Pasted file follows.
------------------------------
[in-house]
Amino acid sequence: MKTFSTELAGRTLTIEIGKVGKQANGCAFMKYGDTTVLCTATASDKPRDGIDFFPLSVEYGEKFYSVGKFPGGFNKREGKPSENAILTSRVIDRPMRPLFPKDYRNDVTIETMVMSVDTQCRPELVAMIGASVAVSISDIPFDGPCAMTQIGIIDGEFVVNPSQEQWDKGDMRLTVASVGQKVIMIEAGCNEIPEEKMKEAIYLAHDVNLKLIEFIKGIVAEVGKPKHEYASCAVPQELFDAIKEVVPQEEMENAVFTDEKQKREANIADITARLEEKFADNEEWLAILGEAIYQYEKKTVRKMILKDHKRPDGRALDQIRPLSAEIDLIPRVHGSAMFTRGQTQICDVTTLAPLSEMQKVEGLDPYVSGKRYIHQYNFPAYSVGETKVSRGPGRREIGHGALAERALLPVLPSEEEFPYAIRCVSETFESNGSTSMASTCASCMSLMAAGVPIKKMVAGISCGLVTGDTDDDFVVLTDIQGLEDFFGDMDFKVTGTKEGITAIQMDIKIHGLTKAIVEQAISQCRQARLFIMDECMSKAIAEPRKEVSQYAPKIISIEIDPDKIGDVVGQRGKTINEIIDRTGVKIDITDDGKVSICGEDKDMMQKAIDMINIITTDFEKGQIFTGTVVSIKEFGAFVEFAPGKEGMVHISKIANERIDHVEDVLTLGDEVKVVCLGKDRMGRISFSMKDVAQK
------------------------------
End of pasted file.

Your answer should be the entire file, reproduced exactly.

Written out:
[in-house]
Amino acid sequence: MKTFSTELAGRTLTIEIGKVGKQANGCAFMKYGDTTVLCTATASDKPRDGIDFFPLSVEYGEKFYSVGKFPGGFNKREGKPSENAILTSRVIDRPMRPLFPKDYRNDVTIETMVMSVDTQCRPELVAMIGASVAVSISDIPFDGPCAMTQIGIIDGEFVVNPSQEQWDKGDMRLTVASVGQKVIMIEAGCNEIPEEKMKEAIYLAHDVNLKLIEFIKGIVAEVGKPKHEYASCAVPQELFDAIKEVVPQEEMENAVFTDEKQKREANIADITARLEEKFADNEEWLAILGEAIYQYEKKTVRKMILKDHKRPDGRALDQIRPLSAEIDLIPRVHGSAMFTRGQTQICDVTTLAPLSEMQKVEGLDPYVSGKRYIHQYNFPAYSVGETKVSRGPGRREIGHGALAERALLPVLPSEEEFPYAIRCVSETFESNGSTSMASTCASCMSLMAAGVPIKKMVAGISCGLVTGDTDDDFVVLTDIQGLEDFFGDMDFKVTGTKEGITAIQMDIKIHGLTKAIVEQAISQCRQARLFIMDECMSKAIAEPRKEVSQYAPKIISIEIDPDKIGDVVGQRGKTINEIIDRTGVKIDITDDGKVSICGEDKDMMQKAIDMINIITTDFEKGQIFTGTVVSIKEFGAFVEFAPGKEGMVHISKIANERIDHVEDVLTLGDEVKVVCLGKDRMGRISFSMKDVAQK